- People usually get drinks out of the cooler more often than food. Opening the cooler frequently to get drinks raises the temperature of the cooler and melts ice faster. Warm drinks may taste bad, but they won’t give you food poisoning.
4. How To Pack a Cooler for Camping
Select a durable and well-insulated cooler that is just large enough to hold everything you need. 50+ quart coolers work well for camping trips up to six days long.
If you know you’re going to need to move around a lot or park a ways from your camp spot, choose a cooler with wheels.
Related: Best Wheeled Coolers Reviewed (Coolers That Roll)
Be vigilant about eliminating as much packaging from food items as you can before you pack your cooler. Leaving trash all over your campsite is bad camping etiquette, and you never know when the bins might be overflowing. Getting rid of the packaging in advance eliminates a lot of garbage.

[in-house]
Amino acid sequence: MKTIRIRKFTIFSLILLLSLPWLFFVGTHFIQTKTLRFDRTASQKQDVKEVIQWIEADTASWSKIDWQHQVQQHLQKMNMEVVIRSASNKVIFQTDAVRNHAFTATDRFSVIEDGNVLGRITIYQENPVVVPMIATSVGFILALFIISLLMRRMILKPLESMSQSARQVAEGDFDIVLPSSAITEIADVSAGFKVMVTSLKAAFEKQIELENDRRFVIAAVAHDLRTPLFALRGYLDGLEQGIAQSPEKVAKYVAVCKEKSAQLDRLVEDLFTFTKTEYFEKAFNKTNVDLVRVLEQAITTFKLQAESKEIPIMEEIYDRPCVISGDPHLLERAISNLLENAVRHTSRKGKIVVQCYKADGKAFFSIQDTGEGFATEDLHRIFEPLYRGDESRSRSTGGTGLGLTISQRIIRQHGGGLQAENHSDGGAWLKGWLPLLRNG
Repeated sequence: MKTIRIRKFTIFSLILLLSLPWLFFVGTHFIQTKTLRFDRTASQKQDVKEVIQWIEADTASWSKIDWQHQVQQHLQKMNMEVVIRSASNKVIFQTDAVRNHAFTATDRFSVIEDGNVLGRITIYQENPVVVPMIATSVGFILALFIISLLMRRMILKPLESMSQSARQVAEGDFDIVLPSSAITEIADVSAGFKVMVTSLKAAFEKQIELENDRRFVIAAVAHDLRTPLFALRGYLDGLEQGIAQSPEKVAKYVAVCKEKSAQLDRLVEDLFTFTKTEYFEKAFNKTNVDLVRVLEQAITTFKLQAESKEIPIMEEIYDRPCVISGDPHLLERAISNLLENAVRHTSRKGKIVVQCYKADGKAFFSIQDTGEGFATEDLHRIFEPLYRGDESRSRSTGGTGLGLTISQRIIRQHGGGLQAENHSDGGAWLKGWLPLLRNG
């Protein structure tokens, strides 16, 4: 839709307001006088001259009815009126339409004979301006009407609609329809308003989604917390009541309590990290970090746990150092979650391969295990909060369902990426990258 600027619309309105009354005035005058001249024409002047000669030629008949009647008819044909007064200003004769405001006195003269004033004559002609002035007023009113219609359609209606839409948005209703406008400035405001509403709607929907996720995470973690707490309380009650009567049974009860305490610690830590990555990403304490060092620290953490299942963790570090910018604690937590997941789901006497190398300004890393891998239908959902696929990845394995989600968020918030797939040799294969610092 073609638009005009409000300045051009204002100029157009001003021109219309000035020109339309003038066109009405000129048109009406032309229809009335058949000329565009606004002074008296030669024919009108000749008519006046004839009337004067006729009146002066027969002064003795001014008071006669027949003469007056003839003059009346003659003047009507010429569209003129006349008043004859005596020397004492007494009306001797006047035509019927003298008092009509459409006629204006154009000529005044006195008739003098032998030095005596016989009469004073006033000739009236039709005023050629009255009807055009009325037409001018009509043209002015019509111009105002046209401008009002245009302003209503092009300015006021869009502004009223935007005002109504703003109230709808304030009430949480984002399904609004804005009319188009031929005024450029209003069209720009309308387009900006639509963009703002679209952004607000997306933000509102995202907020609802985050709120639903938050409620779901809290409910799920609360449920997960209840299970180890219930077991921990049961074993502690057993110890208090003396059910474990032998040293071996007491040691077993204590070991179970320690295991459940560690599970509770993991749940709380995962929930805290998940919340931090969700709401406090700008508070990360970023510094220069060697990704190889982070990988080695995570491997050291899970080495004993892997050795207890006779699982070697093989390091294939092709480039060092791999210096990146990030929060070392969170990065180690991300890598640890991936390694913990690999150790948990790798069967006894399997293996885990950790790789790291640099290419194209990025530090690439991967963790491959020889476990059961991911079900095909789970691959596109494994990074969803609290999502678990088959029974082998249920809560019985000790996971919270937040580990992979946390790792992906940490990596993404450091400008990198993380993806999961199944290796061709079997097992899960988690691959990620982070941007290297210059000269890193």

While cooking over the campfire sounds romantic, you can save yourself some time and hassle at the campsite by cooking your food at home. Then you freeze your meals and pack them in the cooler neatly. Once at camp you only have to warm them up. Less effort, less mess, more time to relax!
When you get home from your camping trip, be sure and clean your cooler.
Pro tip: Save space at home by using your cooler to store some of your camping gear.
Do You Put Ice on the Top or Bottom of a Cooler?
Layer your ice like a lasagna.
- Start with a layer of ice cubes, ice blocks, dry ice or ice packs on the bottom.
- Pack the items that need to be the coldest.
- Add another layer of ice on top.
- Continue to add layers of food and ice until everything is in the cooler.
- Finish with a final layer of ice.
Ice blocks tend to last the longest and make an excellent base layer.
Make sure you fill any gaps with cubed ice. Your cooler should be filled to maximum capacity when you close it. If there are empty spaces, your ice will need to cool the air in those spaces, and it will melt faster.